The fact that it doesn't make sense to say whether "yellow < 7" or not doesn't spoil the fact that we can compare any two real numbers with "<". Similarly, a supervaluationist rejects some statements as truth-valueless but needn't feel that this spoils correspondence theory. To quote Dr Vassili Corbas (very much out of context): "It's worse than wrong, it's meaningless!". A supervaluationist may take this view of borderline cases - they're external to the theory rather than contradictory to it.

Summary

  • A supervaluationist could happily accept that they know few of correspondences with fact in the actual world (they are as yet indeterminate in practice), without admitting them as borderline cases (inherently indeterminate).
  • They could happily see the existence of inherently indeterminate statements not as a rejection of correspondence theory, but rather as an externality to the correspondence relation itself.
  • They could retain bivalence by asserting that lack of a truth value is by definition not itself a truth value and also asserting that a supertruth is a collection of truths rather than a greater truth.
  • Alternatively they could reject bivalence and retain correspondence by using multiple truth values associating statements to facts.

Finally, it's worth noting that you can see supervaluation as your favourite valid, purely formal logical system without asserting anything whatsoever about its applicability to life!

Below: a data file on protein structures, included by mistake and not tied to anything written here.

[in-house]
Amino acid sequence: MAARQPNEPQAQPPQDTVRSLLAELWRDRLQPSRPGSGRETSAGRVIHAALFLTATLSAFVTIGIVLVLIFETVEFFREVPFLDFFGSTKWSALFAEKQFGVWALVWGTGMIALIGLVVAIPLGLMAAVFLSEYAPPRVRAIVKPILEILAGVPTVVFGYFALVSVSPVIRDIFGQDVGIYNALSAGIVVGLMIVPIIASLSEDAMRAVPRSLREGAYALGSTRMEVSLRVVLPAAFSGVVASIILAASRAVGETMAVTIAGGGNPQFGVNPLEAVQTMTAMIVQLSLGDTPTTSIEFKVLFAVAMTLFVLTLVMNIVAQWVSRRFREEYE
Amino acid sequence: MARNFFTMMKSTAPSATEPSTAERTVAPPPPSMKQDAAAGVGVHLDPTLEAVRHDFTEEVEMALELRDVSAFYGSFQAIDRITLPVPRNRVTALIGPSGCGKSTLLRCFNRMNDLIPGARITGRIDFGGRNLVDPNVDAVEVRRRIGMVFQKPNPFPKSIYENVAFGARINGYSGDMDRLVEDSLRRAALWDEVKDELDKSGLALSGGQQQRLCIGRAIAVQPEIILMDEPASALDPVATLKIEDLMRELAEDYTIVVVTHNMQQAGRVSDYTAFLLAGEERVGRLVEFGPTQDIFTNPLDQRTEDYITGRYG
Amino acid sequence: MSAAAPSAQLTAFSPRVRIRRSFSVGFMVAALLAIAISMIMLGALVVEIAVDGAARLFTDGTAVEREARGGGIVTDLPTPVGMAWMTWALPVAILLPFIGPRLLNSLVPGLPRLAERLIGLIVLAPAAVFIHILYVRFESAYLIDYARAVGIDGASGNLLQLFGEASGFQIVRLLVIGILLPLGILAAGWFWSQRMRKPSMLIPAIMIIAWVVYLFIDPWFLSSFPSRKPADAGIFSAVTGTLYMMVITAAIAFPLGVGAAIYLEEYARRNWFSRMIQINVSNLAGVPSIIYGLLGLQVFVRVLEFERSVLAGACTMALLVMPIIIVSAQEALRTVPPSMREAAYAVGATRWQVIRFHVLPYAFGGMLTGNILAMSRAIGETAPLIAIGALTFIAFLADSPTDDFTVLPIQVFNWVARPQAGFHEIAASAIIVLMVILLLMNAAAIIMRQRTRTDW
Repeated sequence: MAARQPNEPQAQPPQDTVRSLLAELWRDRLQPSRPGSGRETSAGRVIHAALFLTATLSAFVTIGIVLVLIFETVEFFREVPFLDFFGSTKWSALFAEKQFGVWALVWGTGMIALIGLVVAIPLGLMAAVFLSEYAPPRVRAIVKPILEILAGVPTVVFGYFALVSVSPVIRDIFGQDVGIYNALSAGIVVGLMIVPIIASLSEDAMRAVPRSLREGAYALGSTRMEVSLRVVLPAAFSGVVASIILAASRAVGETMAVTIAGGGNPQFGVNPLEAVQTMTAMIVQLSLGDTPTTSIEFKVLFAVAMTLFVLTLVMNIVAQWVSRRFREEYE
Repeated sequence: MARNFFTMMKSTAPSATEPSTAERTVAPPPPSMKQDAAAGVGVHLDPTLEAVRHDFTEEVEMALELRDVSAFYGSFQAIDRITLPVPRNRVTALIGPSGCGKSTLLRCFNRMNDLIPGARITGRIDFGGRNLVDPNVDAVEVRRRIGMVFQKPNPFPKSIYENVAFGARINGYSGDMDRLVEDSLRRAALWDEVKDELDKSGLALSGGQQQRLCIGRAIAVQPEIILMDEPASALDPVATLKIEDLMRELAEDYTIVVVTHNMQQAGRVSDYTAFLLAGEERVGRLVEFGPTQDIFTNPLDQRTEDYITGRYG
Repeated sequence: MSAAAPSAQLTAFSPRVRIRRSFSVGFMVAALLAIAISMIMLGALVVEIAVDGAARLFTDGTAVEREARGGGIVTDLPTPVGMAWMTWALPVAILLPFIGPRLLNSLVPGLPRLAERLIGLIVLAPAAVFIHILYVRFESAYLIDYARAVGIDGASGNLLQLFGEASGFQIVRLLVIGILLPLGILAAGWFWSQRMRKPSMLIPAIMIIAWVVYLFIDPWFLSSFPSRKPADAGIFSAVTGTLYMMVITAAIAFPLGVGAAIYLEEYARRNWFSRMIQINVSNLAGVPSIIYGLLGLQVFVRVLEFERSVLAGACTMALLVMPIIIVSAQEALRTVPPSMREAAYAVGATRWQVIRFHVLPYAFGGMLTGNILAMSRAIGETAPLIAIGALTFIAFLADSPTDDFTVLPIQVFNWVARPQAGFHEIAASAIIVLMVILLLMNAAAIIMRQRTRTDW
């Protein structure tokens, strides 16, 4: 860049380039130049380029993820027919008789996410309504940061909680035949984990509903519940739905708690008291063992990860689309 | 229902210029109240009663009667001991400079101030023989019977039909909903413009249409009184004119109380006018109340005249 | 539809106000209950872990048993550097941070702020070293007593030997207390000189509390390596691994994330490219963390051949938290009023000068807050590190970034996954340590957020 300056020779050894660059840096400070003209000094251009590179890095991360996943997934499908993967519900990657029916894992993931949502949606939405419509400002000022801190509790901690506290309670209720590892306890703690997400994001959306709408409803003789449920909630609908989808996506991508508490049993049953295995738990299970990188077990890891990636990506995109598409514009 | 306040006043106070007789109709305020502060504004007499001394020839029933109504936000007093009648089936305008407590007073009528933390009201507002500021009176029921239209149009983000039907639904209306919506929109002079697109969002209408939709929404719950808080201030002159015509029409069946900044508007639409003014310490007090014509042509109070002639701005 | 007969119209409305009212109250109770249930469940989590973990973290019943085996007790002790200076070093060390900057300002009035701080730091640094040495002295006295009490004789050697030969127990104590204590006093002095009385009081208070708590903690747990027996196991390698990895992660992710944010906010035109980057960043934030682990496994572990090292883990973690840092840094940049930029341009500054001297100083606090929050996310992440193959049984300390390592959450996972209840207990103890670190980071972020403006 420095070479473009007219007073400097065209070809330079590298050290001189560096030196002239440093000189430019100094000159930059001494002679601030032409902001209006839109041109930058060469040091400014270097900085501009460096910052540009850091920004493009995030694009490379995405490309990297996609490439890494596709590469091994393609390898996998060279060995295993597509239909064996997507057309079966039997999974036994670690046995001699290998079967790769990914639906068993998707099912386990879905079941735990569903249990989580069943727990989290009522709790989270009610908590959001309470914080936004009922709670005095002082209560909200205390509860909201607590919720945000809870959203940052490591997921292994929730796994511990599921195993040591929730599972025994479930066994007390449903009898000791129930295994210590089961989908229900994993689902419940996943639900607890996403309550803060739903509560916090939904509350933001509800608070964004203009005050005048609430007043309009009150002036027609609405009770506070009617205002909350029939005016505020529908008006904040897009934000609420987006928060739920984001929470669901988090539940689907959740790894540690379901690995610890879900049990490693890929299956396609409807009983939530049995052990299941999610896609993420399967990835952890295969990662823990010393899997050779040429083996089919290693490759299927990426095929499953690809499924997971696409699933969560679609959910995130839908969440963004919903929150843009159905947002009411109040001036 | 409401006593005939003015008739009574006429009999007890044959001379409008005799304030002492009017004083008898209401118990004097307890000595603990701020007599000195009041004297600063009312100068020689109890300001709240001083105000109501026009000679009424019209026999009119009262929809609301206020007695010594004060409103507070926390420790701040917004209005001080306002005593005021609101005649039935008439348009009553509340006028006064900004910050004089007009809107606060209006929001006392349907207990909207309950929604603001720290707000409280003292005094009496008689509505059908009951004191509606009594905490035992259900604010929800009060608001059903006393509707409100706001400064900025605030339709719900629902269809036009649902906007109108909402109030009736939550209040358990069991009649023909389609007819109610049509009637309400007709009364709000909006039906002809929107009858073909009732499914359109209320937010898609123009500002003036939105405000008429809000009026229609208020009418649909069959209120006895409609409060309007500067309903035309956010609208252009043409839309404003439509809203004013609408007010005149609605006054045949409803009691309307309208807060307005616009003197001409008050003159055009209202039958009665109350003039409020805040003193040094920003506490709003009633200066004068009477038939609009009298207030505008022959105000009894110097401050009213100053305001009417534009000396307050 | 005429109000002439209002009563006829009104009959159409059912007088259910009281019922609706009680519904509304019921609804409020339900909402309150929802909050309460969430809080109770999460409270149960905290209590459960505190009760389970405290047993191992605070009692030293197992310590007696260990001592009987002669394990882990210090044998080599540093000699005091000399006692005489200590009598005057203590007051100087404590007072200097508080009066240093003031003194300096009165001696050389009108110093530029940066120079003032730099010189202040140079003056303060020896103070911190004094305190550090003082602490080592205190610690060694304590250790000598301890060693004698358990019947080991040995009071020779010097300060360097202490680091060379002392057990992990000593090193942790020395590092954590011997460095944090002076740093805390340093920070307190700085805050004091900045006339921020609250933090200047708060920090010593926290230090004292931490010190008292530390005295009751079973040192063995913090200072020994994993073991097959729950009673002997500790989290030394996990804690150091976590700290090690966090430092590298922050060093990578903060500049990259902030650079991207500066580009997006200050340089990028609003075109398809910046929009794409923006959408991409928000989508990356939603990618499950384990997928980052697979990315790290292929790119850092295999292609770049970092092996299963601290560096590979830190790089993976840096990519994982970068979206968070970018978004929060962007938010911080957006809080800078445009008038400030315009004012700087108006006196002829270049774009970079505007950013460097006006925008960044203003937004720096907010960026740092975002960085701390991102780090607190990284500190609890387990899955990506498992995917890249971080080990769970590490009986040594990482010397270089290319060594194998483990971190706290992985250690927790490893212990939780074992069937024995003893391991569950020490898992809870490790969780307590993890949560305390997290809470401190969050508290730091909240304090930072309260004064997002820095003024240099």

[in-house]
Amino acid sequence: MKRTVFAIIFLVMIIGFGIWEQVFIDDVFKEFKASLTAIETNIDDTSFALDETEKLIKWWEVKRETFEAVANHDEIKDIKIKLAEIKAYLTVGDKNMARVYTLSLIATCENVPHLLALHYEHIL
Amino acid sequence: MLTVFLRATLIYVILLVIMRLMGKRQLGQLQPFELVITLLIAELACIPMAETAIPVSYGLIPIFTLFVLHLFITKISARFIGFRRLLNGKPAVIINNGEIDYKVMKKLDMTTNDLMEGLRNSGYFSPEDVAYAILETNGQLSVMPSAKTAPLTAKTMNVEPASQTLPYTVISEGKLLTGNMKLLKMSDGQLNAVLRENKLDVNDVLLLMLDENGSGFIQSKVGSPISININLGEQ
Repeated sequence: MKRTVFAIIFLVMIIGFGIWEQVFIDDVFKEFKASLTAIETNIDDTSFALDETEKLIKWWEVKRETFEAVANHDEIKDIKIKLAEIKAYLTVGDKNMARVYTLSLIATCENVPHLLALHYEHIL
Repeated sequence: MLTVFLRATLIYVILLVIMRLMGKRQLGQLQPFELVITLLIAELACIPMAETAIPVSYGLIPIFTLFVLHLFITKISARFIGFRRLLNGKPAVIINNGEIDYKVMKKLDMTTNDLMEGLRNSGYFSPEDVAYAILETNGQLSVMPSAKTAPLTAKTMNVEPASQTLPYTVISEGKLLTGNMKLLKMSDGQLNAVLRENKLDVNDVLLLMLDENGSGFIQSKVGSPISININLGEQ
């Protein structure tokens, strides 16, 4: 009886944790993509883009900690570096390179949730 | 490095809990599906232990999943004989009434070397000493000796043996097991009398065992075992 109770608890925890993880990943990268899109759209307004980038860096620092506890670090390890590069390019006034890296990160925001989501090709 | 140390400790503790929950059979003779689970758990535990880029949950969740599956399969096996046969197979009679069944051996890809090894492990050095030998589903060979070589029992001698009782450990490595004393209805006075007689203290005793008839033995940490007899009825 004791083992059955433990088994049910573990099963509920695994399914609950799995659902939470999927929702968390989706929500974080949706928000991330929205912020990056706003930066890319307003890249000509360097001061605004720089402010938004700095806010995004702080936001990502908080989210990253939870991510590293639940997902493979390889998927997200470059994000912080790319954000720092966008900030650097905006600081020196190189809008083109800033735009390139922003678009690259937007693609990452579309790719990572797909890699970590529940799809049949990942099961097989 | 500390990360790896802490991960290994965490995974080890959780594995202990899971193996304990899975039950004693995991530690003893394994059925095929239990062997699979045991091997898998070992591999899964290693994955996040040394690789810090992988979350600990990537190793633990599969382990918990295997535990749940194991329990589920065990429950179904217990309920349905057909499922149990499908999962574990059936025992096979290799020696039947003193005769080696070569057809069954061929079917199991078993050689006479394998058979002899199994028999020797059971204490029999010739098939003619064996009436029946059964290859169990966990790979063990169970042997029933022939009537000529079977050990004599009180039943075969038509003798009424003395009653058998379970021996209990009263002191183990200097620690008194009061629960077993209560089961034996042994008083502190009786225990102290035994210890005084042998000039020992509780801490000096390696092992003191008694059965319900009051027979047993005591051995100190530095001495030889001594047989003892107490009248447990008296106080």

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    This is a great answer, but I also want to point to the SEP article which has neat material about the related issue of whether supervaluationism plays well with other features of classical logic besides bivalence. – shane Jul 20 '14 at 1:00
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    @shane Yes that's a good article to read on this topic, definitely. I second that recommendation. – AndrewC Jul 20 '14 at 1:06
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    Great answer; thanks for contributing. And welcome to philosophy.se. – Hunan Rostomyan Jul 20 '14 at 3:45
  • Just as an addendum, another non-linguistic route would be that there might be more than one precisification that is realized by the world as it happens to be - that there might be more than one "actual world" fitting a supervaluational model. This is again because correspondence being a logically bivalent relation comes apart from it having one and exactly one state of affairs relating to any given sentence - there might be multiple facts tying truthfully or falsely to an assertion, with supertruth maybe/not obtaining depending on whether the facts are compatible. – Paul Ross Jul 21 '14 at 23:34